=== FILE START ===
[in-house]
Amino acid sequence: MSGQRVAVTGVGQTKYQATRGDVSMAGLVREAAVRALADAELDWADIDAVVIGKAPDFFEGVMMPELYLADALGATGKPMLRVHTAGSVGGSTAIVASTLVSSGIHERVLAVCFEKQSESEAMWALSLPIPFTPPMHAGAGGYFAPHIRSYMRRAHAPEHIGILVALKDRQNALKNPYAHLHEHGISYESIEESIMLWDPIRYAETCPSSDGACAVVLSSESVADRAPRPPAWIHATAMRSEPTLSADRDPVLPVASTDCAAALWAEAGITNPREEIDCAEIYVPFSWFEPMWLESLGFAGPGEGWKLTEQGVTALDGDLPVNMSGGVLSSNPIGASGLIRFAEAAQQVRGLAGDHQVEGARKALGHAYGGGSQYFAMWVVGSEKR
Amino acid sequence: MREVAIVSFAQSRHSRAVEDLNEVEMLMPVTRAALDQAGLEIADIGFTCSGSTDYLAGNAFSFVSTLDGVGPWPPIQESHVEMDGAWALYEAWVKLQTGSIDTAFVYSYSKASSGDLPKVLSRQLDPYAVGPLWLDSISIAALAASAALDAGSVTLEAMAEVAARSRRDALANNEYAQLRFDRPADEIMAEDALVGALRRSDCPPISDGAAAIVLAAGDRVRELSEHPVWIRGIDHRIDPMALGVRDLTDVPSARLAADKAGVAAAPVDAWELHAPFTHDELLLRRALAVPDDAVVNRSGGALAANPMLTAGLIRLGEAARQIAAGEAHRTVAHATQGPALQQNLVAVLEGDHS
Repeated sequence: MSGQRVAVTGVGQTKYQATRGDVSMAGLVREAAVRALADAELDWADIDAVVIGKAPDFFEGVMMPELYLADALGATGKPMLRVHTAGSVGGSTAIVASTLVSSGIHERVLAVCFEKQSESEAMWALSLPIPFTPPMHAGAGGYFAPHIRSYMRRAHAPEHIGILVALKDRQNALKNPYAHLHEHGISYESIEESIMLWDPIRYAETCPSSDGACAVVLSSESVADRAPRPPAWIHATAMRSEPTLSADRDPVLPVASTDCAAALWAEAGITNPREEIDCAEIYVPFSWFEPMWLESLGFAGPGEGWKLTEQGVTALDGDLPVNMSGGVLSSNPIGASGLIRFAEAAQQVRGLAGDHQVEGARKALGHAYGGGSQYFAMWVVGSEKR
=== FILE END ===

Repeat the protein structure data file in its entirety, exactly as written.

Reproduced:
[in-house]
Amino acid sequence: MSGQRVAVTGVGQTKYQATRGDVSMAGLVREAAVRALADAELDWADIDAVVIGKAPDFFEGVMMPELYLADALGATGKPMLRVHTAGSVGGSTAIVASTLVSSGIHERVLAVCFEKQSESEAMWALSLPIPFTPPMHAGAGGYFAPHIRSYMRRAHAPEHIGILVALKDRQNALKNPYAHLHEHGISYESIEESIMLWDPIRYAETCPSSDGACAVVLSSESVADRAPRPPAWIHATAMRSEPTLSADRDPVLPVASTDCAAALWAEAGITNPREEIDCAEIYVPFSWFEPMWLESLGFAGPGEGWKLTEQGVTALDGDLPVNMSGGVLSSNPIGASGLIRFAEAAQQVRGLAGDHQVEGARKALGHAYGGGSQYFAMWVVGSEKR
Amino acid sequence: MREVAIVSFAQSRHSRAVEDLNEVEMLMPVTRAALDQAGLEIADIGFTCSGSTDYLAGNAFSFVSTLDGVGPWPPIQESHVEMDGAWALYEAWVKLQTGSIDTAFVYSYSKASSGDLPKVLSRQLDPYAVGPLWLDSISIAALAASAALDAGSVTLEAMAEVAARSRRDALANNEYAQLRFDRPADEIMAEDALVGALRRSDCPPISDGAAAIVLAAGDRVRELSEHPVWIRGIDHRIDPMALGVRDLTDVPSARLAADKAGVAAAPVDAWELHAPFTHDELLLRRALAVPDDAVVNRSGGALAANPMLTAGLIRLGEAARQIAAGEAHRTVAHATQGPALQQNLVAVLEGDHS
Repeated sequence: MSGQRVAVTGVGQTKYQATRGDVSMAGLVREAAVRALADAELDWADIDAVVIGKAPDFFEGVMMPELYLADALGATGKPMLRVHTAGSVGGSTAIVASTLVSSGIHERVLAVCFEKQSESEAMWALSLPIPFTPPMHAGAGGYFAPHIRSYMRRAHAPEHIGILVALKDRQNALKNPYAHLHEHGISYESIEESIMLWDPIRYAETCPSSDGACAVVLSSESVADRAPRPPAWIHATAMRSEPTLSADRDPVLPVASTDCAAALWAEAGITNPREEIDCAEIYVPFSWFEPMWLESLGFAGPGEGWKLTEQGVTALDGDLPVNMSGGVLSSNPIGASGLIRFAEAAQQVRGLAGDHQVEGARKALGHAYGGGSQYFAMWVVGSEKR